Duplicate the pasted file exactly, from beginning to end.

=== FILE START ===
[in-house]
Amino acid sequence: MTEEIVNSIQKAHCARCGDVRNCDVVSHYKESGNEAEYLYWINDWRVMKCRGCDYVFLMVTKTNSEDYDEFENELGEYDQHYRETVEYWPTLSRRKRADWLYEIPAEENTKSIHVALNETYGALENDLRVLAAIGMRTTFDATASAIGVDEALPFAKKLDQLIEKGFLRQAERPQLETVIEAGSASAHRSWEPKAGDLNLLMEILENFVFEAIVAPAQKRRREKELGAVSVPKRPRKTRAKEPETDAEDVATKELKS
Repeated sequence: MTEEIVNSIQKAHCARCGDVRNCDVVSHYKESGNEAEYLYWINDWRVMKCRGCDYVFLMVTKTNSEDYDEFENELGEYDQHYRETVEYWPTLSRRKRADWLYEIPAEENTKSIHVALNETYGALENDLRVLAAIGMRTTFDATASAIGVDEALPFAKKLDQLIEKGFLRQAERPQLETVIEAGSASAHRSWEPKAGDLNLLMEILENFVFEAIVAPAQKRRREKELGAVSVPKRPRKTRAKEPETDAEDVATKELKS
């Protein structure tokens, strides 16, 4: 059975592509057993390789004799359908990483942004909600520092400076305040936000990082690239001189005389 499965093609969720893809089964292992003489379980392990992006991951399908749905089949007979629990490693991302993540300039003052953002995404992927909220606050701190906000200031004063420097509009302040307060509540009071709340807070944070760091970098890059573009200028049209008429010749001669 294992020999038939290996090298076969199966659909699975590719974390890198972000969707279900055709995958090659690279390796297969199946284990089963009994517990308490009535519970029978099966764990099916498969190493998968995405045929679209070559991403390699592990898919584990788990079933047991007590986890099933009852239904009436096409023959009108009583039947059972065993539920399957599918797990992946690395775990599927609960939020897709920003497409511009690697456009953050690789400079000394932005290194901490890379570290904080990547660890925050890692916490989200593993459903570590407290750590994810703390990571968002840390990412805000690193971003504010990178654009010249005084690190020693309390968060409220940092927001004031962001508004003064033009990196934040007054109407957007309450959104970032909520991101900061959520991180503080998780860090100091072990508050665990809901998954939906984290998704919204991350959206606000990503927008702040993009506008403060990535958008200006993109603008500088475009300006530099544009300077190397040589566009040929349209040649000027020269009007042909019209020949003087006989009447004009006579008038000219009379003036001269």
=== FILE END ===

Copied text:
[in-house]
Amino acid sequence: MTEEIVNSIQKAHCARCGDVRNCDVVSHYKESGNEAEYLYWINDWRVMKCRGCDYVFLMVTKTNSEDYDEFENELGEYDQHYRETVEYWPTLSRRKRADWLYEIPAEENTKSIHVALNETYGALENDLRVLAAIGMRTTFDATASAIGVDEALPFAKKLDQLIEKGFLRQAERPQLETVIEAGSASAHRSWEPKAGDLNLLMEILENFVFEAIVAPAQKRRREKELGAVSVPKRPRKTRAKEPETDAEDVATKELKS
Repeated sequence: MTEEIVNSIQKAHCARCGDVRNCDVVSHYKESGNEAEYLYWINDWRVMKCRGCDYVFLMVTKTNSEDYDEFENELGEYDQHYRETVEYWPTLSRRKRADWLYEIPAEENTKSIHVALNETYGALENDLRVLAAIGMRTTFDATASAIGVDEALPFAKKLDQLIEKGFLRQAERPQLETVIEAGSASAHRSWEPKAGDLNLLMEILENFVFEAIVAPAQKRRREKELGAVSVPKRPRKTRAKEPETDAEDVATKELKS
């Protein structure tokens, strides 16, 4: 059975592509057993390789004799359908990483942004909600520092400076305040936000990082690239001189005389 499965093609969720893809089964292992003489379980392990992006991951399908749905089949007979629990490693991302993540300039003052953002995404992927909220606050701190906000200031004063420097509009302040307060509540009071709340807070944070760091970098890059573009200028049209008429010749001669 294992020999038939290996090298076969199966659909699975590719974390890198972000969707279900055709995958090659690279390796297969199946284990089963009994517990308490009535519970029978099966764990099916498969190493998968995405045929679209070559991403390699592990898919584990788990079933047991007590986890099933009852239904009436096409023959009108009583039947059972065993539920399957599918797990992946690395775990599927609960939020897709920003497409511009690697456009953050690789400079000394932005290194901490890379570290904080990547660890925050890692916490989200593993459903570590407290750590994810703390990571968002840390990412805000690193971003504010990178654009010249005084690190020693309390968060409220940092927001004031962001508004003064033009990196934040007054109407957007309450959104970032909520991101900061959520991180503080998780860090100091072990508050665990809901998954939906984290998704919204991350959206606000990503927008702040993009506008403060990535958008200006993109603008500088475009300006530099544009300077190397040589566009040929349209040649000027020269009007042909019209020949003087006989009447004009006579008038000219009379003036001269």